The Tsar has died decades ago, but the revolution continues on. It is the revolution against reactionaries, infiltrators, and aesthetics. It is a revolution that will see a new nation born from the ashes of triumph. The nihilistic state is Orwell's nightmare given life, with a faceless Committee ruling over the masses. The intelligentsia are focused on purging reactionary industrial aesthetics from language, culture, and society with a fervor that would make Pol Pot proud. Ancient aesthetics such as religion, culture, and family have no purpose in a nihilist society, serving as distractions from the revolution. Children are only born to rid the mind of sexual desire and to provide new revolutionaries for the next generation.

    The youth are raised in schools, where they will learn from a young age to cast aside personal attachments and private interests in the name of the revolution. They are crowded into gloomy barracks where they will live, work, and die amongst their brothers and sisters. Every so often a few "traitors" and "spies" will be found by the government and are sentenced to die by the hands of the people. Lynch mobs parade the streets as the people release their anger, their loathing, their resentment onto some poor unfortunate souls. In short, it is a nation which sustains itself on hate. Hate has become its lifeblood, its mother's milk, the very essence which gives it life. Because after all, what is a revolution without an enemy?

    As Individualist Baddies:

    They say that the only thing separating man from beast is law and order. In that case, the country has become a savage jungle. Every so often, a revolution wracks the nation to its core, overthrowing the communes, and building a new government, waiting to be overthrown. If the leader fails to amass enough followers to fight the revolution, then he has lost the support of the people and will be sentenced by the new government. While the first couple of years were quite bloody, the country has stabilized into a series of communal city-states. These communes resemble a series of agarian GULAGs, working its people to death in an attempt to outcompete their rivals.

    Meanwhile, the revolutionary committee presides over it all having remained true to the nihilist belief that all people if mistreated, should be free to rise against the social order. Their soldiers remain on the sidelines while militias fight against one another in their own revolutions unless national security is threatened. Famines and starvation is an everyday part of life, with most people dependent on black markets for survival. Radicals, demagogues, and fanatics have begun their own revolutions before facing a guillotine. Hell, even some nutjob claiming to be Genghis Khan took over for a while. Yes, the world may balk at them, but in a savage jungle, the fittest survive and the weak die.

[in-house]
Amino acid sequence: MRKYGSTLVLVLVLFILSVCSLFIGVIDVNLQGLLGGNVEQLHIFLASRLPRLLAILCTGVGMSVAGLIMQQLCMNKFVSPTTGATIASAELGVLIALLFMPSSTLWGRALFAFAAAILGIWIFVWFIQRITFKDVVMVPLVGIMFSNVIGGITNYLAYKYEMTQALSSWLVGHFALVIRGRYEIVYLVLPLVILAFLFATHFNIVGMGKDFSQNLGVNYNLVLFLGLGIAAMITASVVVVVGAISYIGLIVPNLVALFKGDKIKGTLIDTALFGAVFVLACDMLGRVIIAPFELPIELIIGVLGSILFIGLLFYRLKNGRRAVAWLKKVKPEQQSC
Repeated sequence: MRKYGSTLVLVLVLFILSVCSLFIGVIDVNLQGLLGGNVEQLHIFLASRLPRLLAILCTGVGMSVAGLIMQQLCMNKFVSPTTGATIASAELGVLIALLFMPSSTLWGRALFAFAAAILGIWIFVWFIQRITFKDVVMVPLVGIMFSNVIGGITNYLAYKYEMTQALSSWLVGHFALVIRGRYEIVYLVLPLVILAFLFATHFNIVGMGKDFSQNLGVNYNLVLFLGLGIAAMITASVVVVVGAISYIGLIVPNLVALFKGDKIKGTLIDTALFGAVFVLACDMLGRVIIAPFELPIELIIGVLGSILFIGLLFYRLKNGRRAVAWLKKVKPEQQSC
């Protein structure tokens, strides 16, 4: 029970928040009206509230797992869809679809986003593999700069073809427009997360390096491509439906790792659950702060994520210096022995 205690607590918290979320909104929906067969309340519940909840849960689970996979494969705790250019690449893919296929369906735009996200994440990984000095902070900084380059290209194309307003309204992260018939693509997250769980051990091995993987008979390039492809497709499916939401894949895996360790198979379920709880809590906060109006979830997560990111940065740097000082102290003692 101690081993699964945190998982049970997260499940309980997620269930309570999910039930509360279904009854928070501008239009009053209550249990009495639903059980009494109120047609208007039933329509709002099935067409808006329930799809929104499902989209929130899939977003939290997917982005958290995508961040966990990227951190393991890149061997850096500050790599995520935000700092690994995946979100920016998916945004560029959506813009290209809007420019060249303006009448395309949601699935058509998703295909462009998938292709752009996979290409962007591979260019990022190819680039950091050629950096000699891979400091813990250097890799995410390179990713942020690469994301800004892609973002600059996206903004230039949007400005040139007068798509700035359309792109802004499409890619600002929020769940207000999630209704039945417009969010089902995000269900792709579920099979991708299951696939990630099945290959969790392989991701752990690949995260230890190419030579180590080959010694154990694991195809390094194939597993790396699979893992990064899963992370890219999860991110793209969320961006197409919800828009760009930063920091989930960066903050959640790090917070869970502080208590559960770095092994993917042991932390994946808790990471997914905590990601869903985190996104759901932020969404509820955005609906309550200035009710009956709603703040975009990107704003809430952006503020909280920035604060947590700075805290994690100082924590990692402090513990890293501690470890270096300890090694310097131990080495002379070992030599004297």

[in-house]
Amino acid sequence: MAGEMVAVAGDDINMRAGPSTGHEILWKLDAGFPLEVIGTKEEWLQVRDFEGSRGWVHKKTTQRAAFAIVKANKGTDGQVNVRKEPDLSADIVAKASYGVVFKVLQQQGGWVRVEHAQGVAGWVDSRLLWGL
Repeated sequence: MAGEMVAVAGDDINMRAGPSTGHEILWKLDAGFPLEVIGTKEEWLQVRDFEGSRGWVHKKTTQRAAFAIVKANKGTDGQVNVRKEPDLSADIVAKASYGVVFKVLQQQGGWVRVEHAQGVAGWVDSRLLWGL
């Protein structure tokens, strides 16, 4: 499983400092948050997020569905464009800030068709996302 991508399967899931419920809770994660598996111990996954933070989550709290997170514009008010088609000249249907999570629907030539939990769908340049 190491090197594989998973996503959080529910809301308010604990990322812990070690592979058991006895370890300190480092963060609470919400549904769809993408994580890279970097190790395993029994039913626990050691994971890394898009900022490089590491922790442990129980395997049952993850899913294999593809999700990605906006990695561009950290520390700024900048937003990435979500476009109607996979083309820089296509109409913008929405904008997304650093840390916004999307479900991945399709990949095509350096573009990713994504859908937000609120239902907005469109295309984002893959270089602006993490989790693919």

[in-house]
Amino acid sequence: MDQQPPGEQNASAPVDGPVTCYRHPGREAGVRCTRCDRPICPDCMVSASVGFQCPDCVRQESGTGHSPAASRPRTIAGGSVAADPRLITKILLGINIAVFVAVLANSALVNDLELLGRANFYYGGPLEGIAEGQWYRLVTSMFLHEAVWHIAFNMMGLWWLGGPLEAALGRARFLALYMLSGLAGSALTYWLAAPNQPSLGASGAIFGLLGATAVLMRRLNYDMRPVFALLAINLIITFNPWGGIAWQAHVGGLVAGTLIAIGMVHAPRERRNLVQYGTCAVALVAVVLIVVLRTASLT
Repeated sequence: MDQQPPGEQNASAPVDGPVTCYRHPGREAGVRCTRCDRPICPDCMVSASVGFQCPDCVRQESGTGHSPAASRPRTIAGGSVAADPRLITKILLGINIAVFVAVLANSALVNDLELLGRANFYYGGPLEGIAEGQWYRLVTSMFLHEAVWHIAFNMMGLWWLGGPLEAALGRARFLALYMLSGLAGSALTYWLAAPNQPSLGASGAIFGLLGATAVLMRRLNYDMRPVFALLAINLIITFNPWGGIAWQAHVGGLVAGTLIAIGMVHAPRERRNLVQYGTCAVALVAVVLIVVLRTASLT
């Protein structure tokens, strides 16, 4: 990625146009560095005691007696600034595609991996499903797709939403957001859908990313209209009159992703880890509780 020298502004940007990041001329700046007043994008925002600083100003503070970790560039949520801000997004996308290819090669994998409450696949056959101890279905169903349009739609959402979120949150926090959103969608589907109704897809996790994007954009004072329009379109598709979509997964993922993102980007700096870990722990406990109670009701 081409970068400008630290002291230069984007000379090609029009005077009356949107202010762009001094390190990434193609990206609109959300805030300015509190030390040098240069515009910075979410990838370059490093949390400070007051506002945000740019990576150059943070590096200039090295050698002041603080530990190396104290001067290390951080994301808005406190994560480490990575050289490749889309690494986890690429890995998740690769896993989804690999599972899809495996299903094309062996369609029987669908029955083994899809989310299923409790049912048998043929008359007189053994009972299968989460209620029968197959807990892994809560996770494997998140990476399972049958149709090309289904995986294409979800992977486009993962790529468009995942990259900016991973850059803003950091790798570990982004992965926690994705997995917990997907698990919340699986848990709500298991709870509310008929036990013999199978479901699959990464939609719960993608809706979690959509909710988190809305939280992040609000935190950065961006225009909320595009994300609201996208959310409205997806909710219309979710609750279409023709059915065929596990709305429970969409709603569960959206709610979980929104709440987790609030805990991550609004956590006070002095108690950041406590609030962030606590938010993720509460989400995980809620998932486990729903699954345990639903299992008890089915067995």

Neutrals:

    The neutered committee is constantly divided as the members constantly bicker with one another on policies regarding land distribution, communal living, and direct democracy. For the people, voting is mostly a formality to show loyalty to one's political faction. Hunger strikes and labor movements have broken out across the country as the people wish for an end to this constant deadlock. The attempted ruralization of the country has been met with some resistance from the bourgeoisie, unwilling to hand over their property, and the peasantry, angered by the recent socially liberal policies. The nation has become a bleak place fraught with nothing but stagnation, radicalism, and social upheaval for years to come.
     
    Last edited: Jul 15, 2019
  2. Kerguelen Prime Specimen

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    Yes, they did.
     
  3. Crying Your ideology is shit, SHIIIIIIIIT

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    My bad then, I didn't know as much about them as I thought I did (not that I'd ever claim to be an expert). Nice entry.
     
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  4. Marisa Kiridifferent Valery Sablin fan account

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    we live in a society
     
  5. PachPachis Danish Literature

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    nihilists rise up